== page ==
"Keep the door of my lips"

When the Psalmist entreated, "Set a watch, O Lord, before my mouth; keep the door of my lips," he uttered a prayer the spirit of which every student of Christian Science may wisely make his own. The Psalmist also declared, "I will take heed to my ways, that I sin not with my tongue." The question of what constitutes sinning with the tongue is one that may well give us pause. Speech is undoubtedly a very powerful vehicle for good or ill in our human experience. Indeed, no one can estimate the influence or consequence of the spoken word. Times without number has a brief sentence uttered with conviction swayed human opinion and changed an entire situation, or affected the whole trend of individual thought.

How important then that the door of our lips should be kept and guarded by wisdom and love! We may be able to recall occasions when if even an instant had been taken to lift thought to God our reply to some remark would have been different, or our comment upon some individual or circumstance would not have been the same. We should then have waited for Truth to shape our thought and direct our speech, and the result could have meant only blessing to all concerned.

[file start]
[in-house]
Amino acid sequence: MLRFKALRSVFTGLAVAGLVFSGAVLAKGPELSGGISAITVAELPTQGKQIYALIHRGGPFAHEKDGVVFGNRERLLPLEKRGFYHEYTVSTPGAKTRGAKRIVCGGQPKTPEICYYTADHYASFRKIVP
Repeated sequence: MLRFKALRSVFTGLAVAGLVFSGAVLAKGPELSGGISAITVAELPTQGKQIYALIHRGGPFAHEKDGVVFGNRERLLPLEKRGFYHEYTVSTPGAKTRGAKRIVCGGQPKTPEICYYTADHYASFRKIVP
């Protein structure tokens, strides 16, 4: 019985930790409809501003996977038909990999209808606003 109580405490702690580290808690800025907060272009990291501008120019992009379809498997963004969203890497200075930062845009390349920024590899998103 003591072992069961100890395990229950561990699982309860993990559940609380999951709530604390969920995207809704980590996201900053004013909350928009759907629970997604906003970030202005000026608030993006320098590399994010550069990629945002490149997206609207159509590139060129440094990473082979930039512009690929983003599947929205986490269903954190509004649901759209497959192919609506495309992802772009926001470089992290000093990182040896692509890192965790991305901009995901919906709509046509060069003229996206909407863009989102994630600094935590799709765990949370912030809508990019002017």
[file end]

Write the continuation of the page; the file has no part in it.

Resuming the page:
Idle talk, gossip, useless and uncalled-for comment upon another's problems, habits, or mode of living, may not at first seem to us to come under the head of sinning with the tongue. Greek scholars inform us, however, that a Greek word translated "sin" in the New Testament literally means "missing the mark." If in our conversation, then, we entirely miss the mark of helpful, constructive utterance, can we truly say that we have not sinned with the tongue? If what we voice serves to emphasize, personalize, or call attention to evil, can we claim innocence of harmful speech?

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Duty and Ability
June 8, 1935

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